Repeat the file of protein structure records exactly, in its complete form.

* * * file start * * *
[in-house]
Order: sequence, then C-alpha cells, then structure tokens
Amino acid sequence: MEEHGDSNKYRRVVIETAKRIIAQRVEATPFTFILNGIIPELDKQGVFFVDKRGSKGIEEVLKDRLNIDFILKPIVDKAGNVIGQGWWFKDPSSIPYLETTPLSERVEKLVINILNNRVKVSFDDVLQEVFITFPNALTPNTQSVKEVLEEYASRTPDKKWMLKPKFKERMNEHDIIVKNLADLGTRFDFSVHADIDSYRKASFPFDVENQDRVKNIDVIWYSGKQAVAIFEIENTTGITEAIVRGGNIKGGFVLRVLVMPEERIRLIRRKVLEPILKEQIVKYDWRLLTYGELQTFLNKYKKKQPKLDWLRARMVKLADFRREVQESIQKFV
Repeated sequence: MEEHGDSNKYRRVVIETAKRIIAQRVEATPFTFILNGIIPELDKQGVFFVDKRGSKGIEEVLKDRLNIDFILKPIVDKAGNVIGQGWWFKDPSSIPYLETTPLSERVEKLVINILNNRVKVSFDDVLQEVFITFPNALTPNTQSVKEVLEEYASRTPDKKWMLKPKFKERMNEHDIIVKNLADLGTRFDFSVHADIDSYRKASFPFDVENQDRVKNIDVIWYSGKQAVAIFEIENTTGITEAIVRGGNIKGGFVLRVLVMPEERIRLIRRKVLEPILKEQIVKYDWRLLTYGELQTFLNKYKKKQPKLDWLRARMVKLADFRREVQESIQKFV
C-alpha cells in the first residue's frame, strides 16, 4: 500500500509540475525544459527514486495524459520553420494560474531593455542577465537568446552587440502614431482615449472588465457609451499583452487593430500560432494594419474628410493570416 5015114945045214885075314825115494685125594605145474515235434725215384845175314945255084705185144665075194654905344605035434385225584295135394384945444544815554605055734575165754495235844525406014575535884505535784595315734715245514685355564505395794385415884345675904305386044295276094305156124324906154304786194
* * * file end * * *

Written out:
[in-house]
Order: sequence, then C-alpha cells, then structure tokens
Amino acid sequence: MEEHGDSNKYRRVVIETAKRIIAQRVEATPFTFILNGIIPELDKQGVFFVDKRGSKGIEEVLKDRLNIDFILKPIVDKAGNVIGQGWWFKDPSSIPYLETTPLSERVEKLVINILNNRVKVSFDDVLQEVFITFPNALTPNTQSVKEVLEEYASRTPDKKWMLKPKFKERMNEHDIIVKNLADLGTRFDFSVHADIDSYRKASFPFDVENQDRVKNIDVIWYSGKQAVAIFEIENTTGITEAIVRGGNIKGGFVLRVLVMPEERIRLIRRKVLEPILKEQIVKYDWRLLTYGELQTFLNKYKKKQPKLDWLRARMVKLADFRREVQESIQKFV
Repeated sequence: MEEHGDSNKYRRVVIETAKRIIAQRVEATPFTFILNGIIPELDKQGVFFVDKRGSKGIEEVLKDRLNIDFILKPIVDKAGNVIGQGWWFKDPSSIPYLETTPLSERVEKLVINILNNRVKVSFDDVLQEVFITFPNALTPNTQSVKEVLEEYASRTPDKKWMLKPKFKERMNEHDIIVKNLADLGTRFDFSVHADIDSYRKASFPFDVENQDRVKNIDVIWYSGKQAVAIFEIENTTGITEAIVRGGNIKGGFVLRVLVMPEERIRLIRRKVLEPILKEQIVKYDWRLLTYGELQTFLNKYKKKQPKLDWLRARMVKLADFRREVQESIQKFV
C-alpha cells in the first residue's frame, strides 16, 4: 500500500509540475525544459527514486495524459520553420494560474531593455542577465537568446552587440502614431482615449472588465457609451499583452487593430500560432494594419474628410493570416 5015114945045214885075314825115494685125594605145474515235434725215384845175314945255084705185144665075194654905344605035434385225584295135394384945444544815554605055734575165754495235844525406014575535884505535784595315734715245514685355564505395794385415884345675904305386044295276094305156124324906154304786194